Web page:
• Contemporary Christianity is a mess because it doesn’t know what it believes, so much so that it doesn’t know what “it” stands for. Christianity has become the garbled message of anti-abortion, creationism, theocratic values, and the elimination of church-state separation spread out over a playing field with no ball and no rules. It has ignored or rejected its Jewish origins (too anti-Semitic?) in favor of a free-base approach to whatever grabs its attention on a given day: a Vatican pronouncement; an scientific school board’s pronouncement on gay free speech; a victimized child asked to study evolution; a pro-atheist billboard ad; an atheists denouncement of crimes by the religious, and in the broadest sense (think Yul Brynner as the King of Siam) et cetera. It is betimes conservative, libertarian, reactionary, socialist, capitalist, anti-gay, latitudinarian, pro-war and anti-Muslim, but sometimes anti-war, 98% Jesus is god and 100% philosophically messy.

  • Angie

    :: winks at Stephan Goodwin ::

  • Ash Bowie

    Stephen: genius

  • Jason R

    To me the word Humanist is fine. But I define it broadly as somone who supports all of Humanity as a whole, and not to some version of tribalism Ie. racism, nationalism, religious denominations and so forth.

  • Revyloution

    Damn you Stephan Goodwin, you beat me too it. Well done.

    Christianity is far more confused about its identity than Secular Humanism.

  • Polly

    Can you be a humanist and a misanthrope?

  • Erp

    The International Humanist and Ethical Union has a minimum statement

    “Humanism is a democratic and ethical life stance, which affirms that human beings have the right and responsibility to give meaning and shape to their own lives. It stands for the building of a more humane society through an ethic based on human and other natural values in the spirit of reason and free inquiry through human capabilities. It is not theistic, and it does not accept supernatural views of reality.”

    I will note the various Humanist Manifestos are of US origin.

  • One of the things that drew me to this whole atheism-secularism-humanism thing was the lack of a dogmatic approach. If people are looking to “belong”, then join a political party or a charity group.

  • Why would someone have a problem with humanism?

  • muggle

    No, it’s too religious for me. And I don’t call myself Humanist because I don’t give two shits about either Humanist Manifesto.

    In short, I rather loathe Humanism but for different reasons than this asshole.

    But, yeah, hello, he’s right about one thing, ATHEISM doesn’t stand for anything. The only stand I make in regards to my absence of belief is there is no god.

    I make plenty of stands about plenty of things, mind you, but it’s irrelevant (except in the sense that it affects my worldview as in my mind is free to be open to certain things religion would close it to like not beating my child or freaking out because the guy next door is rather sweet on the guy a block over for instance) to my Atheism.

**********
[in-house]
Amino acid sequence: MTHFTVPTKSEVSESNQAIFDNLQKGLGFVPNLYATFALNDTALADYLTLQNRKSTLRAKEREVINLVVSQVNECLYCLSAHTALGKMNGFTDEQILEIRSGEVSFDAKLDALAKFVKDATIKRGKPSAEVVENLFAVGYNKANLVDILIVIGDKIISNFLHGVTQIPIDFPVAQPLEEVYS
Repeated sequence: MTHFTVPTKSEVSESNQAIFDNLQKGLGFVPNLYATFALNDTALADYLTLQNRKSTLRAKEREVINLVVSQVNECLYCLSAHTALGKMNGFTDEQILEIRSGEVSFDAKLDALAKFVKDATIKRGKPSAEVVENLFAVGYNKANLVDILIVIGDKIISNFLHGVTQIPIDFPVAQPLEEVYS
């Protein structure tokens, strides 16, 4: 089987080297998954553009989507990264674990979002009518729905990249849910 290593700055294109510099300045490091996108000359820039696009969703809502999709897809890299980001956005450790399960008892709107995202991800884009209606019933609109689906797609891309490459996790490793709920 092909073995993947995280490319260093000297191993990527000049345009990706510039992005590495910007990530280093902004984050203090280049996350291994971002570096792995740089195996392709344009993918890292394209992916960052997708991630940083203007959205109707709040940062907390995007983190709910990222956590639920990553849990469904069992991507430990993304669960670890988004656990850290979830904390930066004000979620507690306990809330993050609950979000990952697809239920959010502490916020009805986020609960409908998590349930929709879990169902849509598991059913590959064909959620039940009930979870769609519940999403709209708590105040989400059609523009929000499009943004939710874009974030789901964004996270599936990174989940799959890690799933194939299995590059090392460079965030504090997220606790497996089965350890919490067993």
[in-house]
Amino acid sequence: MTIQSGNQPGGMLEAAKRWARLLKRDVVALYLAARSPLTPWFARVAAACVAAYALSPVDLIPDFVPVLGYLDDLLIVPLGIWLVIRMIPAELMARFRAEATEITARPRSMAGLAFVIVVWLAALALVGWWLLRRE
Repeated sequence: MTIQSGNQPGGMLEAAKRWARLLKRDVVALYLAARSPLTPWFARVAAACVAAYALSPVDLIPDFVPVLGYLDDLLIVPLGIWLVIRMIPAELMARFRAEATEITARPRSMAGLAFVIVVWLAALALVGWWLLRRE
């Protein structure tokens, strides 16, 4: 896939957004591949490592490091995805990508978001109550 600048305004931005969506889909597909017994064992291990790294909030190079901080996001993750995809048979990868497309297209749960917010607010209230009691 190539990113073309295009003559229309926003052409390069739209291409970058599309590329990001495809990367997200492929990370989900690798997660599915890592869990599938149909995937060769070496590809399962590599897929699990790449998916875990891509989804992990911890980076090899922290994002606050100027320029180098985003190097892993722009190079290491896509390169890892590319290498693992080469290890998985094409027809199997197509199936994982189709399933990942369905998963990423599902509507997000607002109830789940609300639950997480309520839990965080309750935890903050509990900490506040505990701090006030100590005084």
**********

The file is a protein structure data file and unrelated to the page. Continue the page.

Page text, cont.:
• Shannon

    Stoegoe, I agree with you in not believing that we can solve all our problems. But the reason I call myself a humanist is because I think we should make an effort, however small it turns out to be.

  • I don’t think being a Humanist in any way means you have to ascribe to a manifesto (or anything else, for that matter).

    I actually worked at the American Humanist Association while one of them was being written. I read it, commented, added my thoughts, etc. and we published it. I think parts of it are meaningful to me and other parts are completely useless.

    Unlike “some people,” my beliefs and convictions aren’t based on something written on a piece of paper.

  • AxeGrrl

    Polly wrote:

    Can you be a humanist and a misanthrope?

    I’m living proof! 🙂

    (But I guess only because my misanthropy is uh, ‘intermittent’ 🙂

  • Annie

    “Rainbow Love”
    Fuck me. I would never dare suggest that to my humanist group here. I’d be tarred and feathered and rode out of town on a rail.

    So much for rainbow loving humanists.

    I think we’re a little more down to earth hereabouts.

    I myself have a longing for something more “spiritual” but I would never go that overboard.

  • country squire atheist

    Many people use the term “Humanist” to identify themselves when they feel uncomfortable or nervous about saying they are an atheist, or agnostic. I have no qualms about coming out and saying I’m an atheist. The “Humanist” community needs to figure out what it means by the term “humanist”…I agree that there is much equivocation and side-stepping going on with some people. We have “religious humanists” like Greg Epstein and we have “secular humanists” like Paul Kurtz…so it does cause some confusion with the term.
    I think we all ought to just come out and say we’re atheists and be done with it!

  • I usually identify myself as a secular Humanist. It sounds more professional than atheist. Most importantly it begs people to ask wtf it means to be a secular Humanist whereas people pretty much assume they know what you’re talking about when you say atheist (Hitler, baby eating, etc). When people inquire further I usually say something along the lines of “It’s the belief that humans should take responsibility for themselves.” It’s an easy sell/conversation starter in addition to being quite a hard statement to disagree with.

  • I find that there’s no single “philosophy” or “ideological group” that I agree with 100%, so I just prefer “atheist” because the only qualification needed is a lack of belief in gods. While there are lots of points I like about other groups, I find it difficult to just dump myself wholeheartedly into any one category aside from that.